8. My senior year working at the Daily was 1982, and one of my duties as sports editor was to go to the dorms and sell subscriptions as students moved in. I remember walking the halls of South and West Quad, knocking on doors. One door was open. Inside, I recognized Michigan’s touted freshman quarterback, sitting with his parents. I did my subscription pitch and the quarterback listened intently. Then he bombarded me with questions: What time does the paper arrive? Every morning? Under the door or outside in the hallway? What about weekends? Ha. Thirty-eight years later, I’m the one firing annoying questions at Jim Harbaugh.
9. I worked at my parents’ hotel-restaurant in Cocoa Beach after graduating from UM in 1983. I also began writing for a small weekly paper, the Melbourne Times, before I made the big leap to Cocoa Today. I covered the Tampa Bay Buccaneers for four years, not realizing their 13-50 record would prepare me for working in Detroit.
10. The first team I covered at The Detroit News was Michigan basketball in 1989. Trial by fire, or trial by Frieder. Bill Frieder accepted the Arizona State job right before the NCAA Tournament and was promptly fired by Bo Schembechler. Steve Fisher took over and Michigan won the national title. I think I worked 100 consecutive days.
11. I’ve covered almost every major sporting event — six Olympics (Lillehammer, Norway was my favorite), 12 Super Bowls, NBA and NHL Finals, World Series, Final Fours, Daytona 500, the Masters, the U.S. Open, the Citrus Bowl (too many times). Some people assume I primarily cover college football because our looonnnggtime Michigan beat writer loves to tell stories about her days with Bo, Bump and Bennie, and falsely lumps me in. I will say, I’ve gotten lost driving through many Big Ten towns with the Angel of the Big House, and I’d conservatively say it was her fault 100 percent of the time.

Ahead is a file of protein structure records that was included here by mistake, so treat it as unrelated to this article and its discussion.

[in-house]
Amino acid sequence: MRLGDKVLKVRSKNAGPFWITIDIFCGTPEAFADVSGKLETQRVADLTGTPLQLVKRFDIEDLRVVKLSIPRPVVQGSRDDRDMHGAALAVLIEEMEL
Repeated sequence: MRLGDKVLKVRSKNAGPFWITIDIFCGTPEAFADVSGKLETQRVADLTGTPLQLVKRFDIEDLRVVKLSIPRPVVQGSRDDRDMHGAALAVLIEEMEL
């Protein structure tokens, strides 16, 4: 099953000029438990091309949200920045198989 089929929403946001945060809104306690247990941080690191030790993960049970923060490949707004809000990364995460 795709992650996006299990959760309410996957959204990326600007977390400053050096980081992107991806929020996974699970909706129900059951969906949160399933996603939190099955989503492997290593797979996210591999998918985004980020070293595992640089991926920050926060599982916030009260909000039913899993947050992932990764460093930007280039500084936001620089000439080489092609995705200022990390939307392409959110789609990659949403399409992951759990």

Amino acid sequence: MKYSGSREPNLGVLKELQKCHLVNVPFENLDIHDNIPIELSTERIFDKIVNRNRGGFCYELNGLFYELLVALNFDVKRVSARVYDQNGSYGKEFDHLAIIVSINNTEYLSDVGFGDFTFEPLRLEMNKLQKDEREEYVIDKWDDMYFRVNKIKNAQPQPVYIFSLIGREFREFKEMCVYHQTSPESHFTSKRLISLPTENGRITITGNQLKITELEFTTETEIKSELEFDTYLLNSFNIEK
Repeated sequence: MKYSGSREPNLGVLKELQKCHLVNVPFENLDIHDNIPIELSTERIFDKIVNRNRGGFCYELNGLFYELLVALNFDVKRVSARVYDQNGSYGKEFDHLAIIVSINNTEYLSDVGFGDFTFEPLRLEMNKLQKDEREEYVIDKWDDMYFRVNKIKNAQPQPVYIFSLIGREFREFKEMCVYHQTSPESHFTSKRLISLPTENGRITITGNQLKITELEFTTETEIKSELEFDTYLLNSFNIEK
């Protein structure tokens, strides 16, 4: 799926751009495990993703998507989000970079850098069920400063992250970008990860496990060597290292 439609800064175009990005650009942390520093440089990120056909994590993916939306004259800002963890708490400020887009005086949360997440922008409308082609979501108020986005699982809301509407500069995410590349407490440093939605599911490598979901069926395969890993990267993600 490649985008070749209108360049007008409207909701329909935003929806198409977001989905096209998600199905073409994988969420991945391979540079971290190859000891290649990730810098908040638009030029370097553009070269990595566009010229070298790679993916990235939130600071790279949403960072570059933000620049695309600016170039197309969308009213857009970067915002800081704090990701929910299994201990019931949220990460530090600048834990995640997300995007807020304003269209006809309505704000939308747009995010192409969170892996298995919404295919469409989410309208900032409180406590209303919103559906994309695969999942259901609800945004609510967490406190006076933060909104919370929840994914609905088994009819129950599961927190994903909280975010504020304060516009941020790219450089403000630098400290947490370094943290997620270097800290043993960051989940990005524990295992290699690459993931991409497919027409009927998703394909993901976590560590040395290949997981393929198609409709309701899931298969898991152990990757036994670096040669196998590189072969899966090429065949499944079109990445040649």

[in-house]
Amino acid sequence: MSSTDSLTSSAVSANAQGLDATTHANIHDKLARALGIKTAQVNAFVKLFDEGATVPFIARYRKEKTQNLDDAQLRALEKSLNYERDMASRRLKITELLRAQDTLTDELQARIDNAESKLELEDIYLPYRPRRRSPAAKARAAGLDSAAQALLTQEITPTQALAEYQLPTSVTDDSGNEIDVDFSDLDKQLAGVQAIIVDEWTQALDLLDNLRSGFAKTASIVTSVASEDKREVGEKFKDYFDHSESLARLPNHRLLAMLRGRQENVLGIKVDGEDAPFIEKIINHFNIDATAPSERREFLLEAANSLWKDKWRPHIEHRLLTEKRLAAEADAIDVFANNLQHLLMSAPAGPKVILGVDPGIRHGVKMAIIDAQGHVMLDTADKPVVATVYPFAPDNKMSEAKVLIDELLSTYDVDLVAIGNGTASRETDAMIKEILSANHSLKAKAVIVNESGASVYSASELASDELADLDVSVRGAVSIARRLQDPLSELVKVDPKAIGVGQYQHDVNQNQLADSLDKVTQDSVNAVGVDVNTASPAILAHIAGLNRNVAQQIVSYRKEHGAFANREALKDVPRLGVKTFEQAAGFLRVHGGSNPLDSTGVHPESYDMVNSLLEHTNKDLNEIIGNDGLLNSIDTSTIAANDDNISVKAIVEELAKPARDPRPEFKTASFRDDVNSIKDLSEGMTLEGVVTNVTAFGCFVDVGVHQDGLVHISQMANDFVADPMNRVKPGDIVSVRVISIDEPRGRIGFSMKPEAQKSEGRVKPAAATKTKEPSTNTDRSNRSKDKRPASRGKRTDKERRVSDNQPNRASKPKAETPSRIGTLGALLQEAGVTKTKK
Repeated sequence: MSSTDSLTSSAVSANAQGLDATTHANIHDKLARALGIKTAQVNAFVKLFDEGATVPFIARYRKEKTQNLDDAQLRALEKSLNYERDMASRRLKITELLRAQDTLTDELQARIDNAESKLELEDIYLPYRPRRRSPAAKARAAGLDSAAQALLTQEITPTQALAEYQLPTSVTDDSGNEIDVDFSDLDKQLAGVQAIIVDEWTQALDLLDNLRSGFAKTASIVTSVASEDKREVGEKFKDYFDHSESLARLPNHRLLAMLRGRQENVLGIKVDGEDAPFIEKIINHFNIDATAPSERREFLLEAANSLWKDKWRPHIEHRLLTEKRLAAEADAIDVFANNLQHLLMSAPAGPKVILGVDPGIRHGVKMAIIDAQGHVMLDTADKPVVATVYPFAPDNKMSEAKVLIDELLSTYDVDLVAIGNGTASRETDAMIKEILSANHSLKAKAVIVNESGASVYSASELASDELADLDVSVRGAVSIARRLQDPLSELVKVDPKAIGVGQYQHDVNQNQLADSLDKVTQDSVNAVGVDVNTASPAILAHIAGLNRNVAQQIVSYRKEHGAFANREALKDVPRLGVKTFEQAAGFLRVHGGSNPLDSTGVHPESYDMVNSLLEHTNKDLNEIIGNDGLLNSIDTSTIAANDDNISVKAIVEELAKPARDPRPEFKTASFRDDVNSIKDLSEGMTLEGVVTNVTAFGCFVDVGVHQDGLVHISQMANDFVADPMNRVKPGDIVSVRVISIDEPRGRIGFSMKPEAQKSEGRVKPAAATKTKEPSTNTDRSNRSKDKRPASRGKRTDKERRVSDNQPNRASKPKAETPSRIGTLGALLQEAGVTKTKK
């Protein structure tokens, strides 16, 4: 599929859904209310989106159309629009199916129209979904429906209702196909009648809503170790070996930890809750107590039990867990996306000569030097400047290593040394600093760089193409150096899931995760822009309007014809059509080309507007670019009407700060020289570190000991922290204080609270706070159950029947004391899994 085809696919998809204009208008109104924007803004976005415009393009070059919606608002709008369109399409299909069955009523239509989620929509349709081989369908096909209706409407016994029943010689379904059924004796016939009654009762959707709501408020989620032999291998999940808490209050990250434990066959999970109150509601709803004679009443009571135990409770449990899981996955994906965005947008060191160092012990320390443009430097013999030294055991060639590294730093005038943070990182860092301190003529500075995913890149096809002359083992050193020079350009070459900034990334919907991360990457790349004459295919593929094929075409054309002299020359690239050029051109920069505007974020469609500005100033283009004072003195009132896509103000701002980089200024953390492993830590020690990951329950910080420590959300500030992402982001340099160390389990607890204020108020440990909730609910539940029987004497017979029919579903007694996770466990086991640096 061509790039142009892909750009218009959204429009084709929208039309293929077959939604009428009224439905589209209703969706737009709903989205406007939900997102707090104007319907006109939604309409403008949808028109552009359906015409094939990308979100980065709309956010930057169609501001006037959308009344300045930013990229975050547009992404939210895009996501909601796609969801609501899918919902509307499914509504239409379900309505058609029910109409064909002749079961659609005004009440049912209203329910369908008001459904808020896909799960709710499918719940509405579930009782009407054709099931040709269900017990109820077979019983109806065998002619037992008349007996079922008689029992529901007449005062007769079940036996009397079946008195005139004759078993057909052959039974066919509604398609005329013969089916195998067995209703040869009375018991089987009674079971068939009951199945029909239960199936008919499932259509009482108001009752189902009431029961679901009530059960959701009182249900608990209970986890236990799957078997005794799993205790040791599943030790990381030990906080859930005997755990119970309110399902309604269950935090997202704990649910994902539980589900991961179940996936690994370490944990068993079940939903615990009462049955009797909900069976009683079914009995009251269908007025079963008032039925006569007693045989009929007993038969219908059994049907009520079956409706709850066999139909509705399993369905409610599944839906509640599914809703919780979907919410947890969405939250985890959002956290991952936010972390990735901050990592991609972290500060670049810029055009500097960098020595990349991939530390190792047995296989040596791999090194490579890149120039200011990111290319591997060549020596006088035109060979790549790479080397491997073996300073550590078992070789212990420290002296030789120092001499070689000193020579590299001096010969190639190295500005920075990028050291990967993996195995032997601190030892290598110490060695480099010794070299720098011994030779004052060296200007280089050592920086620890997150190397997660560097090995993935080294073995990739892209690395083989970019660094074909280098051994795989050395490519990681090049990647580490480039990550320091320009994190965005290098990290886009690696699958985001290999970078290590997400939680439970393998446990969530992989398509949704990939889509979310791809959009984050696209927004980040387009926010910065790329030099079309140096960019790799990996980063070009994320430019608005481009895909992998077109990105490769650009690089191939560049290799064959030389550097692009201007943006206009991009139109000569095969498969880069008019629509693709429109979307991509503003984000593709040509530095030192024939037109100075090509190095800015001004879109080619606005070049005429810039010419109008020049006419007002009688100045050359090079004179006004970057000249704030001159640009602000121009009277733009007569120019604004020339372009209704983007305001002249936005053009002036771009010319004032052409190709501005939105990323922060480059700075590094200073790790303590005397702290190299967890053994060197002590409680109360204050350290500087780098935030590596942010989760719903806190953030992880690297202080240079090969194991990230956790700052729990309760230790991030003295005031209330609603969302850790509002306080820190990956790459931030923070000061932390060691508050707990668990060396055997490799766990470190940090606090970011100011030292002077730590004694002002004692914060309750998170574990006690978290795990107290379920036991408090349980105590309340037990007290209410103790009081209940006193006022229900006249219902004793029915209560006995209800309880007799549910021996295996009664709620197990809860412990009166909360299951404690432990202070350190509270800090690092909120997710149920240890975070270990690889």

12. Lions coach Bobby Ross once wanted to fight me after I questioned how he handled injured Charlie Batch during a loss. Oh, the look on his face as he was held back while yelling, “Where is that Wom-nowski??! Let me go!” Oddly, it’s difficult to build good relationships with Lions head coaches.
13. After 30 years in newspaper and radio (and yes, that’s my fat face on Fox 2 occasionally), I’m often asked which I prefer. Tough question, like choosing between pizza and gin. Radio is faster-paced and requires no editing, and interaction with callers on 97.1 the Ticket is invigorating, when it’s not confusing. Writing is rewarding, but only after you’re done torturing yourself trying to come up with the right lede, or the right ending, or the right joke.
14. Most dramatic game I’ve ever covered: March 26, 1997 brawlfest between the Red Wings and Avalanche. I’d written a column the day before suggesting the Wings either needed to exact retribution from Claude Lemieux or move on. Shortly after Darren McCarty took matters into his own fists, I was writing in the Joe Louis Arena press box when I felt a shove. It was Avalanche GM Pierre Lacroix, perhaps thinking I incited the fight, and as he pushed past me, he shouted, “Get out of my way you (bleeping) (bleep)!”
15. Game I’m most looking forward to: The next one. Reminiscing is fun and isolating is necessary, but I miss the clank of a puck off the post, the squeak of sneakers and whistles, the tension of a blown save, the agony of a touchdown-nullifying penalty. We’ve complained a lot about the Detroit teams’ woes. I suspect when the games return, we’ll complain a little less.